To this day, the idea that three wealthy Hunt brothers cornered the Silver market and artificially drove up the price of Silver in early 1980 persists. However, it’s estimated that about 12 billion ounces of Silver were “above ground” in 1980—excluding rare coins, jewelry, and antiquities—while at the absolute apex of their power, the Hunt Brothers controlled approximately 250 million ounces of Silver bullion and futures contracts. That represents about 2% of the world’s Silver, and doesn’t really point to a cornered market. While the Hunts certainly contributed to the Silver price spike on January 21, 1980, a much-needed COMEX rule-change to “liquidation only” trading flushed out speculators and led to the subsequent drop in Silver prices in the following months.

The efforts of the Hunt brothers, though, do not explain the volatile price spikes in the Gold, Platinum and Palladium markets that occurred around the same time. It is reasonable to say that a confluence of greed, fear, political instability and high inflationary pressures after decades of deficit spending caused a coincidental price upheaval. During the record-breaking Silver and Gold bull markets occurring all over the Western world in 1980, Gold spot prices multiplied 24 times and Silver spot prices multiplied more than 38 times all within about ten years.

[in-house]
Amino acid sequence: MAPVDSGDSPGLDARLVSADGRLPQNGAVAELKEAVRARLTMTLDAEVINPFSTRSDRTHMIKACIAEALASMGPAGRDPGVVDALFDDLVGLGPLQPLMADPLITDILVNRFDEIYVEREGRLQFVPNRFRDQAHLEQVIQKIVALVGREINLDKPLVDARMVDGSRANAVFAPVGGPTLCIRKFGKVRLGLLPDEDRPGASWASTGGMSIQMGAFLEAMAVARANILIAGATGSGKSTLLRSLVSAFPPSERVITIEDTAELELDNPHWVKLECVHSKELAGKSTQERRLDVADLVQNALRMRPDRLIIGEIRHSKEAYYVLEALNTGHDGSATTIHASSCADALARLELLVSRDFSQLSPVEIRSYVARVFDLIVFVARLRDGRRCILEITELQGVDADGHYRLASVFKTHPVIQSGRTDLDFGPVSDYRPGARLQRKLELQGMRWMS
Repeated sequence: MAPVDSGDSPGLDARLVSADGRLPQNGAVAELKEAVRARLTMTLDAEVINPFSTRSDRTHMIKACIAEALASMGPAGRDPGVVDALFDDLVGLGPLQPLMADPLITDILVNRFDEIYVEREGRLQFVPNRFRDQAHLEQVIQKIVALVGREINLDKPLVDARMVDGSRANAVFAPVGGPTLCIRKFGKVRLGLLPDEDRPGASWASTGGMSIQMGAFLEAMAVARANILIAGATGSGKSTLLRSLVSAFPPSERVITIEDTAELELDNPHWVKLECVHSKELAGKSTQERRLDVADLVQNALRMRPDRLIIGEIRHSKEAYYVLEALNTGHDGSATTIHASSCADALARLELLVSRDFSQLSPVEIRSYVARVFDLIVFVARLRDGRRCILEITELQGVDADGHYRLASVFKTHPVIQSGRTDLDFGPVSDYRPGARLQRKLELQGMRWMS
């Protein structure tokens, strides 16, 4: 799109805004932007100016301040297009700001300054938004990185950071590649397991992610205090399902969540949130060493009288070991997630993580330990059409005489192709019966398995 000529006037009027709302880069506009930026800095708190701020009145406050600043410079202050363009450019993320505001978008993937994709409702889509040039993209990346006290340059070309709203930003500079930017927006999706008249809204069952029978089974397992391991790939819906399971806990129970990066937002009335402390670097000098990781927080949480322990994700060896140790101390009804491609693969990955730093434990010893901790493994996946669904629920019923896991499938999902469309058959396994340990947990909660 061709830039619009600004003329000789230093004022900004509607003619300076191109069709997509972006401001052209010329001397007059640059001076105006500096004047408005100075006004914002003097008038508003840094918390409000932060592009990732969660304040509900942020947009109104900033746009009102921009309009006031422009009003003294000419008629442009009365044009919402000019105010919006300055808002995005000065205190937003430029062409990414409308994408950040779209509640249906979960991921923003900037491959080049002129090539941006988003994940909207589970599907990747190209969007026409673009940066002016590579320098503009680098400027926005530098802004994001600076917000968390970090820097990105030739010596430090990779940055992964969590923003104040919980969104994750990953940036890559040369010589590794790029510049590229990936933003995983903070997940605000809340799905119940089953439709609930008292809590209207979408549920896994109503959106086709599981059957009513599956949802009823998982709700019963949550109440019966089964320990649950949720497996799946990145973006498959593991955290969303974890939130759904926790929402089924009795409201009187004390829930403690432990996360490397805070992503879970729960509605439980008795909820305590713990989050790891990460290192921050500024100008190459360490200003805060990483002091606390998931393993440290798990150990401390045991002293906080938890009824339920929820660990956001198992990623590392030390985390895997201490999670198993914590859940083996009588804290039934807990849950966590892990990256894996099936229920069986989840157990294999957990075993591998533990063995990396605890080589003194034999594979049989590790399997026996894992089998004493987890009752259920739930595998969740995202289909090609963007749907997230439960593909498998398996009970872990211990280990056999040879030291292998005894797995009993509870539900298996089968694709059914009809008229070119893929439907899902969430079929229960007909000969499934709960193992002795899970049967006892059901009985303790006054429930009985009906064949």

2001 Palladium Record High Price

Russia is the world’s leading supplier of Palladium. Late in 2000, a Palladium supply disruption in Russia caused Palladium to trade at a record-high price of $1,100 per ounce in January 2001. By early 2002, the Palladium supply from Russia was restored, and the spot price of Palladium in USD subsequently experienced a precipitous drop of approximately 60% from its 2001 record price.